Valley County Health System has been providing compassionate and convenient healthcare to Central Nebraskans for more than 50 years.
In the early 1960s, residents of Valley County voted to establish Valley County Hospital, replacing a facility located on South 16th Street in Ord that was considered in poor repair by the Nebraska State Health Department. The Valley County Hospital was dedicated at its present location on August 2, 1964. Patients were transferred from the old facility on September 24, 1964.
The new hospital facility opened with 31 acute care beds, two labor beds, two recovery beds, three intensive care beds and 20 long-term care beds. In 1975, a new addition to Valley County Hospital added 45 long term care beds. In 1991, another addition added space for the Long Term Care, Rehabilitation Services, Business and Central Supply Departments.
In 2001, Valley County Hospital became a Critical Access Hospital. This program was adopted by Nebraska in 1997. It allows for a different method of Medicare payment to small rural hospitals. In addition, it provides Valley County Hospital more flexibility so we may operate more efficiently and better meet the needs of our patients.
In 2005, Valley County Hospital changed its name to Valley County Health System—a name more reflective of the wide variety of services provided throughout the facility. Today, the Health System employs more than 275 full-time and part-time employees.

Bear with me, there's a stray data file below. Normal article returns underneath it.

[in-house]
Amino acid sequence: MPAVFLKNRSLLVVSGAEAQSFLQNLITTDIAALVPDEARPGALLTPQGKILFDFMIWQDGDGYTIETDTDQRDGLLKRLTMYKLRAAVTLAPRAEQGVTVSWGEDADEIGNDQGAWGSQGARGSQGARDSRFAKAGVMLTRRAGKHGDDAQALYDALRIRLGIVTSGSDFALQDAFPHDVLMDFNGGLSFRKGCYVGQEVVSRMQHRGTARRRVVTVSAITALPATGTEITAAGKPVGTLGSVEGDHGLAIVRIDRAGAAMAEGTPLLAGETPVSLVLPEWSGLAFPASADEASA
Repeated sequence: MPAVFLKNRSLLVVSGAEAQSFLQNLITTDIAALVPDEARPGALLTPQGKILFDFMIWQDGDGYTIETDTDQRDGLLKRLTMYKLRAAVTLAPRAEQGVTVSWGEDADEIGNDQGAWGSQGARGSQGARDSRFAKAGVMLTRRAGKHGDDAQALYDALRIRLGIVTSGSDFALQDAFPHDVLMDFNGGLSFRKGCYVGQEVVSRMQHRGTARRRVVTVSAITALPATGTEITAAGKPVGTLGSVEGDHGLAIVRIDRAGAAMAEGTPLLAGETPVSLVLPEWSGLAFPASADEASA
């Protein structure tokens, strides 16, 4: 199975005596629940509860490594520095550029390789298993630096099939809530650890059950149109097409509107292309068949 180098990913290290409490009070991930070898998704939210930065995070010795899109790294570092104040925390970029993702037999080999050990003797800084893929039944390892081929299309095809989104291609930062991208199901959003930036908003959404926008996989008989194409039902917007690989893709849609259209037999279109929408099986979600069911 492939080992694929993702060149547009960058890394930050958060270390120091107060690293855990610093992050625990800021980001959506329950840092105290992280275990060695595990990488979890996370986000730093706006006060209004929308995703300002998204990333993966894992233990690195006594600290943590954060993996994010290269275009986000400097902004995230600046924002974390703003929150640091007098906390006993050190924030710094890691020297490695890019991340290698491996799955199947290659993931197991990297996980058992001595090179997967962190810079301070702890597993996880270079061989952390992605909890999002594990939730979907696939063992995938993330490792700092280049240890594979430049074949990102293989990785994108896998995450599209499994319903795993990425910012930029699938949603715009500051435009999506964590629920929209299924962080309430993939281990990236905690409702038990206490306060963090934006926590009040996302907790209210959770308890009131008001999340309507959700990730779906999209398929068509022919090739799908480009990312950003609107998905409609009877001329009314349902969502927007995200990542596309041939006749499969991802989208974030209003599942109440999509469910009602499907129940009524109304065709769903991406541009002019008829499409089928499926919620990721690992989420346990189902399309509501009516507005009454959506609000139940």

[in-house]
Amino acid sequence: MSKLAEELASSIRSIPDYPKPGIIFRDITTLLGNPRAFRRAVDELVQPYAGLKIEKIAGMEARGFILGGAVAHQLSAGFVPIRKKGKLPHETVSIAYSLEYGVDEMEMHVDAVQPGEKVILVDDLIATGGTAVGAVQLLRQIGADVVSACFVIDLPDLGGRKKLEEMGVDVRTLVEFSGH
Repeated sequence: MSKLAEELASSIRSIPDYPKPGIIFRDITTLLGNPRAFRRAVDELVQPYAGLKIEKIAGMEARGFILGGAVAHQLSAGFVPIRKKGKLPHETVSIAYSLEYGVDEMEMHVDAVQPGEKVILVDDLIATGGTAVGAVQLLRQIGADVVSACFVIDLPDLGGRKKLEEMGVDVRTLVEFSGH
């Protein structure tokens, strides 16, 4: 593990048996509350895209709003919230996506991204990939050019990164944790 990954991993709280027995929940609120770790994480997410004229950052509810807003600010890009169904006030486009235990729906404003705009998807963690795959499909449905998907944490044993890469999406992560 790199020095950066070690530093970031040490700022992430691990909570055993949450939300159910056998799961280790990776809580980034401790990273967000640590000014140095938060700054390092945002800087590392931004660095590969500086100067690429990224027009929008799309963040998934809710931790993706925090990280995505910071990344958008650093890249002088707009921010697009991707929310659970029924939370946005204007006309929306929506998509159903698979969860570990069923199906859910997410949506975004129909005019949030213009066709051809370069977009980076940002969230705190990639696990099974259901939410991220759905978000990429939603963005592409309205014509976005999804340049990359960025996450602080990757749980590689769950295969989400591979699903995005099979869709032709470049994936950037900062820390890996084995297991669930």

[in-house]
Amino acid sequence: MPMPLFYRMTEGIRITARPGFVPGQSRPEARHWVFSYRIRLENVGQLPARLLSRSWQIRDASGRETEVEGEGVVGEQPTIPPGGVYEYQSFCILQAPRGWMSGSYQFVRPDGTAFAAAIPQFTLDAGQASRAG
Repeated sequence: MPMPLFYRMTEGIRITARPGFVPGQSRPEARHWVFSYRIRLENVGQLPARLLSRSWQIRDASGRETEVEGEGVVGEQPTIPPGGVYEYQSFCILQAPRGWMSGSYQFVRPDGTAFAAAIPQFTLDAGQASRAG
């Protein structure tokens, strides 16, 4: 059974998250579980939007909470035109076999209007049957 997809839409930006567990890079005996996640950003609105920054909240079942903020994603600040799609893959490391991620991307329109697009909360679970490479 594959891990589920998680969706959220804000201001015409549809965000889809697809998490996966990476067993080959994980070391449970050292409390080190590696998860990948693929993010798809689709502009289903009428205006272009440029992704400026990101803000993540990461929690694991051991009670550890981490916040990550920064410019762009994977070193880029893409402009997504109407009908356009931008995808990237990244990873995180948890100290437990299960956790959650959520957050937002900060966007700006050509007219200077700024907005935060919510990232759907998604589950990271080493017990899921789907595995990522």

In 2008, Valley County voters approved a $21.265 million bond issue to build a new hospital facility. The new 68,000 square foot hospital opened on October 3, 2010. The new facility features 16 acute care beds, two operating rooms, 12 medical clinic exam rooms, 6 specialty clinic exam rooms, an aqua therapy pool in the Rehabilitation Department , state-of-the-art imaging department and chapel.
Gold Star Award
Mary is always willing to help where ever needed. She is always smiling and makes everyone feel welcomed. Mary takes time out of busy work day to lend a hand to Co-Associates and patients.
Mary noticed that a couple was having quite a time getting to acute care to visit a patient. They sat for a while admiring the beautiful scenery and after a moment of catching their breath the gentleman asked Mary if they could borrow a wheel chair. Mary being Mary responded "Wait here for one minute." She re-appeared with a wheel chair and wheeled the visiting lady to the room of the patient that they were here to visit. Her husband walking beside his wife as they journeyed down the hall. Happy conversation, smiles and laughter took the place of a difficult journey.
Mary showed, compassion, ownership, respect, integrity and most of all shared a great moment of trust with the visiting couple. People taking care of people, that's why we all are here! Mary you are a Gold Shining Star!